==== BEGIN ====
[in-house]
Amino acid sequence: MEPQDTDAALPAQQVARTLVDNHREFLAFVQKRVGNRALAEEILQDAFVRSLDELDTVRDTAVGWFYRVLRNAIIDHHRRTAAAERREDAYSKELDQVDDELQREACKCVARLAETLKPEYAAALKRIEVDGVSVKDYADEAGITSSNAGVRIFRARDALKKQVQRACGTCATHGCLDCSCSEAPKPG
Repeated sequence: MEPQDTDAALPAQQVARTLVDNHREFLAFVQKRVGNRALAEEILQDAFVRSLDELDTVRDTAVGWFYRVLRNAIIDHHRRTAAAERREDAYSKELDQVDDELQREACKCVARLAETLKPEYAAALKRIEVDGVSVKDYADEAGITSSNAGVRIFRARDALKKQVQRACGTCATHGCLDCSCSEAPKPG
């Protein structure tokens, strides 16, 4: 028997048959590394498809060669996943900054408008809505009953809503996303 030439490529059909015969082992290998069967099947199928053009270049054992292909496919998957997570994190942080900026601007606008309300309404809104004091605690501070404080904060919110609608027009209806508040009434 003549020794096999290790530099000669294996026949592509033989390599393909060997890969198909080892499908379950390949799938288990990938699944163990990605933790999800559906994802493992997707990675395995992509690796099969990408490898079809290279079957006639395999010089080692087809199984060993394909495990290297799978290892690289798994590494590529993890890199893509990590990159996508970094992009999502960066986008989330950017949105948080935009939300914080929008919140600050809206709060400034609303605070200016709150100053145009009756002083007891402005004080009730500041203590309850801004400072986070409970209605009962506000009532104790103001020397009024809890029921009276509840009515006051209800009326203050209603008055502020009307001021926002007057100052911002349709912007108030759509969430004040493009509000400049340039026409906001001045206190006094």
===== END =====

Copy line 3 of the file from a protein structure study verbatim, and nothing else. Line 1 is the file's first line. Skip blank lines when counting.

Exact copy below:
Repeated sequence: MEPQDTDAALPAQQVARTLVDNHREFLAFVQKRVGNRALAEEILQDAFVRSLDELDTVRDTAVGWFYRVLRNAIIDHHRRTAAAERREDAYSKELDQVDDELQREACKCVARLAETLKPEYAAALKRIEVDGVSVKDYADEAGITSSNAGVRIFRARDALKKQVQRACGTCATHGCLDCSCSEAPKPG